Have your kids ever threatened to “dress you funny” once your mind has started slipping & you are becoming more dependent on the little buggers? Have they started claiming items around your house by saying “Can I have that, after you die?” Mine sure do! As a matter of fact, they have been acting like this ever since I bought life insurance when one was 15 and the other was 7.
Oh yes! They were quite excited to realize that upon my death our house would theirs, debt free; and there would be money in the bank for them.
“WOW” they both exclaimed immediately when I finished.
Oh, rest assured I told them many, many other useful facts during that conversation, but I’m not sure they got past the fact that they could live in the house and not have to pay anything including the bills once I died.
I started sleeping with my bedroom door locked that very night.
My dad died when he was 57. He was a retired Lt. Colonel, so my family knew exactly what his funeral plans were. Dress Uniform, Military Funeral, complete with Taps & a 21 gun salute. My dad had Alzheimer’s, so we knew when his death was imminent. The only thing we had to do when my dad died was to go to the funeral home and pick out the casket.
Have you ever had to do that? Let me tell you – it’s a surreal experience.
Okay, Parrish family… do you want the Colonel to have a wooden casket or a metal one? Metal, what gauge? Wha? What’s that? What gauge? What the heck does that mean? I know he was a Colonel, but we want a casket, not a gun. It’s the thickness of the steel, the Funeral Director explained. What kind of metal? What kind of metal? You mean they make caskets in different types of metal? This bronze one is lovely. No? Okay, how about this blue one? It’s made out of steel. It will go nicely with his dress blues. I’m pretty sure no one is going to see him once this sucker is closed and sealed, so does it really matter? Do you want a vault or a simple grave liner? Honestly, I don’t want to have either, but we gotta do what we gotta do. Now, let’s talk about protection., he continued. protection?! Uh, you do realize that the Colonel has died – right?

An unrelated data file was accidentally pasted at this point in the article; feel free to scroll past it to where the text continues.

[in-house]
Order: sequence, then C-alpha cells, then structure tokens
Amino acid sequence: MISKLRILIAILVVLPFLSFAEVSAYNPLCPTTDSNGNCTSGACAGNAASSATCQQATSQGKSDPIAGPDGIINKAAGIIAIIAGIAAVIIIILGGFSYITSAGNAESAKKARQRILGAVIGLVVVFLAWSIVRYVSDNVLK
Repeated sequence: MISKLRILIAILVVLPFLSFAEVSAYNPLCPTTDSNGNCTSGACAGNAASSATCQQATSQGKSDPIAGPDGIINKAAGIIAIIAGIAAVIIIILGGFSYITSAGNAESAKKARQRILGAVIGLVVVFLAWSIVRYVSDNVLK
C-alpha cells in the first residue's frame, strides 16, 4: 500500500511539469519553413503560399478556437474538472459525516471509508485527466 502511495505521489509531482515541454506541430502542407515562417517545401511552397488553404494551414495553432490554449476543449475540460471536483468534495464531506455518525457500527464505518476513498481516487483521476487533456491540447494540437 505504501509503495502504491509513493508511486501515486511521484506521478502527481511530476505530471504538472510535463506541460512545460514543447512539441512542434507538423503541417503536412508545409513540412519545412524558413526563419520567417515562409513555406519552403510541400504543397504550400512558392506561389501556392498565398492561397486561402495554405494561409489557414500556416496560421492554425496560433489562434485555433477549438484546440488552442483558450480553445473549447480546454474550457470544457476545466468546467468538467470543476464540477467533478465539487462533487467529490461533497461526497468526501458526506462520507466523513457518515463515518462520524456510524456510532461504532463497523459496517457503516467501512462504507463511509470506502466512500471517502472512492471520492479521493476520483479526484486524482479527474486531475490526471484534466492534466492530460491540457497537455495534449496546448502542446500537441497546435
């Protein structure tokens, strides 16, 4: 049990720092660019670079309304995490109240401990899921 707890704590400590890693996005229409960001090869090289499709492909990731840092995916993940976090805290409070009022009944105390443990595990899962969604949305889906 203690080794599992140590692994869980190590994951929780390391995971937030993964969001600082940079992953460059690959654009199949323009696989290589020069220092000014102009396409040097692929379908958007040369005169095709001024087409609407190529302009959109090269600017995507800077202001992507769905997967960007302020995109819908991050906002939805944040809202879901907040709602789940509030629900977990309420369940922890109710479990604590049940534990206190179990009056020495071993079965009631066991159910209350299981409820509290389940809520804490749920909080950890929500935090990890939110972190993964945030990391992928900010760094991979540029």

I am not kidding! It was like going into Sears or Lowes to buy a washer/dryer combination. I almost expected the man to tell us about the warranty and how to get repairs if they were needed. But unlike buying a washer/dryer combination, this bill came to around $4,000 (just for the casket and vault).
That was almost 20 years ago and I remember vividly the feeling of being in that funeral home looking at caskets, but I have absolutely no idea as to what we selected. I mean, other than the fact that it was a casket, I can’t tell you a thing about it,. Nor can anyone in my family that was at the funeral home picking out his casket, only a few short hours after our father died. When what we really wanted was to be anywhere else.
Let’s just say, I don’t recommend this as an afternoon outing – unless the person is still living and with you at the time.
In fact, I think everyone should go with their loved ones before they die and pick out a casket, urn or whatever. If I don’t, knowing MY kids they’d put me in something like this since I’m always sending them home with leftovers reminding them to “Bring back my Tupperware!”
(fyi this is an actual casket…I’m not kidding!)